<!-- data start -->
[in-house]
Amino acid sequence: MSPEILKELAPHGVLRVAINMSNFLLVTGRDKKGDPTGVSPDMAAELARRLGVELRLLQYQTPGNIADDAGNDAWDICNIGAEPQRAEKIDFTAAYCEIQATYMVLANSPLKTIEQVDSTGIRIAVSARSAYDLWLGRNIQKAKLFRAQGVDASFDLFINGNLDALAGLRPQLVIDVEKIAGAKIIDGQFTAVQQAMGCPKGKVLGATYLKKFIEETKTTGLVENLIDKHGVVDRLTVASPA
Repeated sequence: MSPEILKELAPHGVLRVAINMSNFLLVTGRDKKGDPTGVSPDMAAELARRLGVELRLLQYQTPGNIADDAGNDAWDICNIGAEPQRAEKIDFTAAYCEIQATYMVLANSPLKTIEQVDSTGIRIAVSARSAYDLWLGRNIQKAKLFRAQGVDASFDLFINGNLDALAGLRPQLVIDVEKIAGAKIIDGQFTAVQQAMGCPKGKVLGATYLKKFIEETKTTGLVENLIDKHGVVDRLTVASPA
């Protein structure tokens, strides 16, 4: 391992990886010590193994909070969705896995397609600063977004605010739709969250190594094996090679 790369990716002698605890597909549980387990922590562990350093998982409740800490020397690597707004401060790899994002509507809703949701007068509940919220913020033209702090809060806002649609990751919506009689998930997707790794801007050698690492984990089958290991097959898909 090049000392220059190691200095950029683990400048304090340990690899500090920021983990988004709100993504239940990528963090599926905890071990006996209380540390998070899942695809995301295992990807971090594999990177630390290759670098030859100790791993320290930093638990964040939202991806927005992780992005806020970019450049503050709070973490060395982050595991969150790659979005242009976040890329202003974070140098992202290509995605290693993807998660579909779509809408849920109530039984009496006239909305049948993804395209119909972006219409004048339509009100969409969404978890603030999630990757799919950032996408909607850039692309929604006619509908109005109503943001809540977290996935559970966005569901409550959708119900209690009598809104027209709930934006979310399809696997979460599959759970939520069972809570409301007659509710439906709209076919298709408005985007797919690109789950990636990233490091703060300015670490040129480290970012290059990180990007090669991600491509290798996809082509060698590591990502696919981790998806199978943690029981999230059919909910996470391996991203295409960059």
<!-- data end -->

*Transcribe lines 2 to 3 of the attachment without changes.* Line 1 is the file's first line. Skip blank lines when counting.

Amino acid sequence: MSPEILKELAPHGVLRVAINMSNFLLVTGRDKKGDPTGVSPDMAAELARRLGVELRLLQYQTPGNIADDAGNDAWDICNIGAEPQRAEKIDFTAAYCEIQATYMVLANSPLKTIEQVDSTGIRIAVSARSAYDLWLGRNIQKAKLFRAQGVDASFDLFINGNLDALAGLRPQLVIDVEKIAGAKIIDGQFTAVQQAMGCPKGKVLGATYLKKFIEETKTTGLVENLIDKHGVVDRLTVASPA
Repeated sequence: MSPEILKELAPHGVLRVAINMSNFLLVTGRDKKGDPTGVSPDMAAELARRLGVELRLLQYQTPGNIADDAGNDAWDICNIGAEPQRAEKIDFTAAYCEIQATYMVLANSPLKTIEQVDSTGIRIAVSARSAYDLWLGRNIQKAKLFRAQGVDASFDLFINGNLDALAGLRPQLVIDVEKIAGAKIIDGQFTAVQQAMGCPKGKVLGATYLKKFIEETKTTGLVENLIDKHGVVDRLTVASPA